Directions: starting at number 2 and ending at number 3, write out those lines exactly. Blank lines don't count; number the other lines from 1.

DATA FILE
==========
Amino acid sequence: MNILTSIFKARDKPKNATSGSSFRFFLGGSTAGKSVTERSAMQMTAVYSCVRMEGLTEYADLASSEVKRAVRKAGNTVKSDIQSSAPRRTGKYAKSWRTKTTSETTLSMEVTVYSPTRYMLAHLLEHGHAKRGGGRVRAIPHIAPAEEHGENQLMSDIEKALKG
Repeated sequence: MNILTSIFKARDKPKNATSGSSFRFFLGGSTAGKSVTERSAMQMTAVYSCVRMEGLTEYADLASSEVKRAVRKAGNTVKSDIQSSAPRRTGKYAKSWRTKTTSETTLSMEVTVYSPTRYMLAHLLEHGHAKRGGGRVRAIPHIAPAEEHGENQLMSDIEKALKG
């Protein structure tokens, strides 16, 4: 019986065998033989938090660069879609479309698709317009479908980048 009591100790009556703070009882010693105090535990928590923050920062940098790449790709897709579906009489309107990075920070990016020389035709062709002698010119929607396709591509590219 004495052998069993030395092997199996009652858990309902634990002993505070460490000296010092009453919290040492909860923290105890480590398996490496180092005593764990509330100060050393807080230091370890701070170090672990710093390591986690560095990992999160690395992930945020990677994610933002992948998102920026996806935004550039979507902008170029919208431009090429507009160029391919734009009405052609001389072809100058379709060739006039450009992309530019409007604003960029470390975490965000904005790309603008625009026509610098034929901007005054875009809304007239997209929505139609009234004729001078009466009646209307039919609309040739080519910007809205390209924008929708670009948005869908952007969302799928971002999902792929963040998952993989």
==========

Repeated sequence: MNILTSIFKARDKPKNATSGSSFRFFLGGSTAGKSVTERSAMQMTAVYSCVRMEGLTEYADLASSEVKRAVRKAGNTVKSDIQSSAPRRTGKYAKSWRTKTTSETTLSMEVTVYSPTRYMLAHLLEHGHAKRGGGRVRAIPHIAPAEEHGENQLMSDIEKALKG
């Protein structure tokens, strides 16, 4: 019986065998033989938090660069879609479309698709317009479908980048 009591100790009556703070009882010693105090535990928590923050920062940098790449790709897709579906009489309107990075920070990016020389035709062709002698010119929607396709591509590219 004495052998069993030395092997199996009652858990309902634990002993505070460490000296010092009453919290040492909860923290105890480590398996490496180092005593764990509330100060050393807080230091370890701070170090672990710093390591986690560095990992999160690395992930945020990677994610933002992948998102920026996806935004550039979507902008170029919208431009090429507009160029391919734009009405052609001389072809100058379709060739006039450009992309530019409007604003960029470390975490965000904005790309603008625009026509610098034929901007005054875009809304007239997209929505139609009234004729001078009466009646209307039919609309040739080519910007809205390209924008929708670009948005869908952007969302799928971002999902792929963040998952993989």